Essay about African Literature : The Sub Saharan African Society Of India

Essay about African Literature : The Sub Saharan African Society Of India

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In most of the reading up till now in our course African Literature, we have read poems, novels and stories written by men. For example, the Sub-Saharan Africa’s literary history in a nutshell, by A.S Gerad only mentions all scholarly articles, novels and stories by men. Which shows that according to A.S Gerad only male authors have cultivated the African Literature. This exemplifies the dominance of males in the African Society. According to Nura Abubakar, Fullbright foreign language scholar at the University of Wisconsin-madison, till date in contempory African society females have traditional roles of birthing and raising children while the males have the roles of being providers. In the late 1980’s Africa saw an increase in fiction written by women for women folk in Hausa language, frequently referred to as love literature the books draw inspiration from Hindi films. As a person of Indian descent I could immediately draw parallels between the Sub Saharan African society of today and the patriarchal society of India of yester years. This gave me the ability to empathize with the protagonist in both the works referred to and the guest speaker.
This raises the questions that are African women dependent upon men in their family to be providers and in themselves incapable of being independent and successful. In Sin is a puppy that follows you home, By Balaraba R. Yakuba , a Nigerian author who writes in her native language of Hausa provides a glimpse into the life and capabilities of achieving independence by a contemporary African woman. In the film Black Girl set in 1966, by the Senegalese author and director Sembene Ousmane describes the journey of a young women in Senegal who moves to France to work for a rich French couple. ...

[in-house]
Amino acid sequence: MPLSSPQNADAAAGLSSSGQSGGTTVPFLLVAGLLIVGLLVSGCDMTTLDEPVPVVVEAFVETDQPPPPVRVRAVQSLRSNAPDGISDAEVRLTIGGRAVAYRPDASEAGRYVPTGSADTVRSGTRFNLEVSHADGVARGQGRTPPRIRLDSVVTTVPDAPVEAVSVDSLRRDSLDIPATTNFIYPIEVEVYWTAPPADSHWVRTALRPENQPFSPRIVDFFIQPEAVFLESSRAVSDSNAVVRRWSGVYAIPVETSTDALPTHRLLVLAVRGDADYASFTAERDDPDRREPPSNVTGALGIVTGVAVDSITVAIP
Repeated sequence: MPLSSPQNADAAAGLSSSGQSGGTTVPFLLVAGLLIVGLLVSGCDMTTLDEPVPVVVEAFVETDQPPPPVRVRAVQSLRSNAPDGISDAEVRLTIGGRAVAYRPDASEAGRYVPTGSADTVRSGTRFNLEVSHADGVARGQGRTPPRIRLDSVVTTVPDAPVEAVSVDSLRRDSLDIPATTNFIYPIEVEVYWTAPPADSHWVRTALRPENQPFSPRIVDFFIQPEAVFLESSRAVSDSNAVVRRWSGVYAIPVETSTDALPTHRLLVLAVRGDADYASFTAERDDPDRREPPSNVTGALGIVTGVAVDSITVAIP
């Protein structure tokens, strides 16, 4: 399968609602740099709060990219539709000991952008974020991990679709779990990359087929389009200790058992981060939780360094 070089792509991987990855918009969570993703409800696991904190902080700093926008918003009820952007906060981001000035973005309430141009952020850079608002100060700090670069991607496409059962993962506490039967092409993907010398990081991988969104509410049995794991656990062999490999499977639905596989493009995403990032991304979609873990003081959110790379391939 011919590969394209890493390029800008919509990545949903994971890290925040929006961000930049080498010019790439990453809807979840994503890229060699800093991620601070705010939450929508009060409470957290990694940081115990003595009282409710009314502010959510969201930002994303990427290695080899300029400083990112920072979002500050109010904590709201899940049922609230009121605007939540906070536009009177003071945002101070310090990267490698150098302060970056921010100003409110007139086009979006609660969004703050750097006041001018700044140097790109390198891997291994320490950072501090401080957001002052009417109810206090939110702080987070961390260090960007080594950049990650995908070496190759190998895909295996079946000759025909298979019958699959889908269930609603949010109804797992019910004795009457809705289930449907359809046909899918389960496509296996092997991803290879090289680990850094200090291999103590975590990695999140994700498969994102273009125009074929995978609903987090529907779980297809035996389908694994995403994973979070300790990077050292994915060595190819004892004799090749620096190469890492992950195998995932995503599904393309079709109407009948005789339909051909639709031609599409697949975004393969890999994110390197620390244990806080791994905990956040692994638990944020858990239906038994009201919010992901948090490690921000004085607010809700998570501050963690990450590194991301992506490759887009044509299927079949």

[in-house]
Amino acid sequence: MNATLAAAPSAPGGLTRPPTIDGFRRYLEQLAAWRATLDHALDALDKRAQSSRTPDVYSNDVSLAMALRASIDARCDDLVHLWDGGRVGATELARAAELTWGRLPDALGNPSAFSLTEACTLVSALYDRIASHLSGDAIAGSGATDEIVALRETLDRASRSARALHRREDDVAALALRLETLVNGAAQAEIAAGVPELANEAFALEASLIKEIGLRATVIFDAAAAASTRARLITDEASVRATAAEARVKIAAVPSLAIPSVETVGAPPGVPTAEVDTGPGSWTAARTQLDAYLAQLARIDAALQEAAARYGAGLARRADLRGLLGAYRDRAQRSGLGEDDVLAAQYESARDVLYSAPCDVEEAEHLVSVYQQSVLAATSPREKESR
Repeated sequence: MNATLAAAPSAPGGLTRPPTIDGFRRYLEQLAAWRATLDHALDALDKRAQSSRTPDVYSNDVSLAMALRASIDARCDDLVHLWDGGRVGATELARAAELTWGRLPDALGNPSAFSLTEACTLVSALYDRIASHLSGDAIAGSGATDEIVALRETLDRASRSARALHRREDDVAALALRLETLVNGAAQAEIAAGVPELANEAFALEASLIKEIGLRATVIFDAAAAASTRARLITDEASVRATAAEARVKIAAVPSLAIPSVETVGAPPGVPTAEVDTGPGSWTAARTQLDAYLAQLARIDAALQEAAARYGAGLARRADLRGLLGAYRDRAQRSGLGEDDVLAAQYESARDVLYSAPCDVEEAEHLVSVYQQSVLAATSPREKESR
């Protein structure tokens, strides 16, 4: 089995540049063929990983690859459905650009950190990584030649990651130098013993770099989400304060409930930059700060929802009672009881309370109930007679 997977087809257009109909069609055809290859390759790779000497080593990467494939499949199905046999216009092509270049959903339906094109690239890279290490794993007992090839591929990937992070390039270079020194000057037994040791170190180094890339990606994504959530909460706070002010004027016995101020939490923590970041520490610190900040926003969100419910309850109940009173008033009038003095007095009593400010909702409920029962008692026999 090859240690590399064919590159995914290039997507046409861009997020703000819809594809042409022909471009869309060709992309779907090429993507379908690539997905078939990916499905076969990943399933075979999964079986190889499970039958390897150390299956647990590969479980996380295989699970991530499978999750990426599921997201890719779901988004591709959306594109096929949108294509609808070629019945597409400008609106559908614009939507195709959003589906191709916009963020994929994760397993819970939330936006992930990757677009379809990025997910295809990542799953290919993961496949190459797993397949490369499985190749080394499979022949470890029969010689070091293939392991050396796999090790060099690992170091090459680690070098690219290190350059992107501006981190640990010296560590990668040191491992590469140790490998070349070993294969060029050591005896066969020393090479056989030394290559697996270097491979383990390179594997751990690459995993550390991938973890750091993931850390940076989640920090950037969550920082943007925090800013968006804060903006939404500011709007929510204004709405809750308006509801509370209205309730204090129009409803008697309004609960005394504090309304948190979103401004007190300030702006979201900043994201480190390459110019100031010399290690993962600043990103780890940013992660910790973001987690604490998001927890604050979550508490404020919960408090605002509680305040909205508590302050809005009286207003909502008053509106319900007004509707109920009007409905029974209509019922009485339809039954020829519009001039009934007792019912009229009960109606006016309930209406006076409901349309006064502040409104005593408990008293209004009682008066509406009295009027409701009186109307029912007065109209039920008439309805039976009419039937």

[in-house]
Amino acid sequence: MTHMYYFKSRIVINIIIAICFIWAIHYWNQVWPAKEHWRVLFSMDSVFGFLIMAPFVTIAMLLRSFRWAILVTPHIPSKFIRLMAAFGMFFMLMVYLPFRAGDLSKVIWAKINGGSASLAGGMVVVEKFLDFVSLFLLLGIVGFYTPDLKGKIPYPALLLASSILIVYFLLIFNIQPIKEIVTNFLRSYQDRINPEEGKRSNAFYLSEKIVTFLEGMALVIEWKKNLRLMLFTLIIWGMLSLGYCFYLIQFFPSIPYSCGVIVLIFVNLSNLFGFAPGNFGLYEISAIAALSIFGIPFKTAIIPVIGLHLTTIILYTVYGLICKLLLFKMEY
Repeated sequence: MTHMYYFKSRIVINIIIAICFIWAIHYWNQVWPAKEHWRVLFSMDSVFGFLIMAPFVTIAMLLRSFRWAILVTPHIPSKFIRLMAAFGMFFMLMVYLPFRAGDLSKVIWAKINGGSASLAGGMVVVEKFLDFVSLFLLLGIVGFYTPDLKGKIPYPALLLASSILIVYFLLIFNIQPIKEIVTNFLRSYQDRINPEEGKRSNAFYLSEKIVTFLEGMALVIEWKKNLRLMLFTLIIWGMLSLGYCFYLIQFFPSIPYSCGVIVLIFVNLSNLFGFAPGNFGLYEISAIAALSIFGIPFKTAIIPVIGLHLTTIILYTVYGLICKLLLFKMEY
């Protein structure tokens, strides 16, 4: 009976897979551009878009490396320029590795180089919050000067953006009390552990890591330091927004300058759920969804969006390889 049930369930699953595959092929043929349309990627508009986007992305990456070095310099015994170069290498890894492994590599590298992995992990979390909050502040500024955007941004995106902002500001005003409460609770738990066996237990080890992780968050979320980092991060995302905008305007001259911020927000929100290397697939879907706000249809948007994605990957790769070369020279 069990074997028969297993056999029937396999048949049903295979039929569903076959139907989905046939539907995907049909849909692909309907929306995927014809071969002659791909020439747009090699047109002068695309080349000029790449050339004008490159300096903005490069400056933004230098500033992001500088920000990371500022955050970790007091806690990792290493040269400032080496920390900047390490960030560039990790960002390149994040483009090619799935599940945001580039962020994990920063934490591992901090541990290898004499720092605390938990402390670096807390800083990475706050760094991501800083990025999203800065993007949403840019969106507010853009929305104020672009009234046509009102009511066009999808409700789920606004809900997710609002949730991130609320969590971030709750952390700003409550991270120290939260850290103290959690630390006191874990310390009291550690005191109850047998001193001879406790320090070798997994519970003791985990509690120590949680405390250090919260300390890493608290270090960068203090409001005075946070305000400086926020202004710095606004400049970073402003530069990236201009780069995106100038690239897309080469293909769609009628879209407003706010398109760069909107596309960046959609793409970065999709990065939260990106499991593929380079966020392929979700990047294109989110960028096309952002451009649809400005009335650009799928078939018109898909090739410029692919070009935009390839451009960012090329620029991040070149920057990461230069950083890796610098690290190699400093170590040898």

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...r risk taker moved from Senegul to France to be able to provide dresses, sewing machines and other materials comforts that are generally provided by men. This young independent woman took upon herself the role of being a provider for her loved ones, and eventually unfortunately sacrificed her life. The parallels between Rabi and Diouna are apparent; both are forward looking independent women forced upon to take on the mantle being the bread earners. In eventuality, Rabi the independent career woman is forced by the norms of society by taking in her husband Alhaji Abdu after he has squandered his love and affection on Delu, and lost his wealth and livelihood in a fire. Strong women like Rabi and Diouna selflessly sacrifice their lives, and able to break the sterotype of the Sub-Saharan African women by being able to move towards independence and the path to success.

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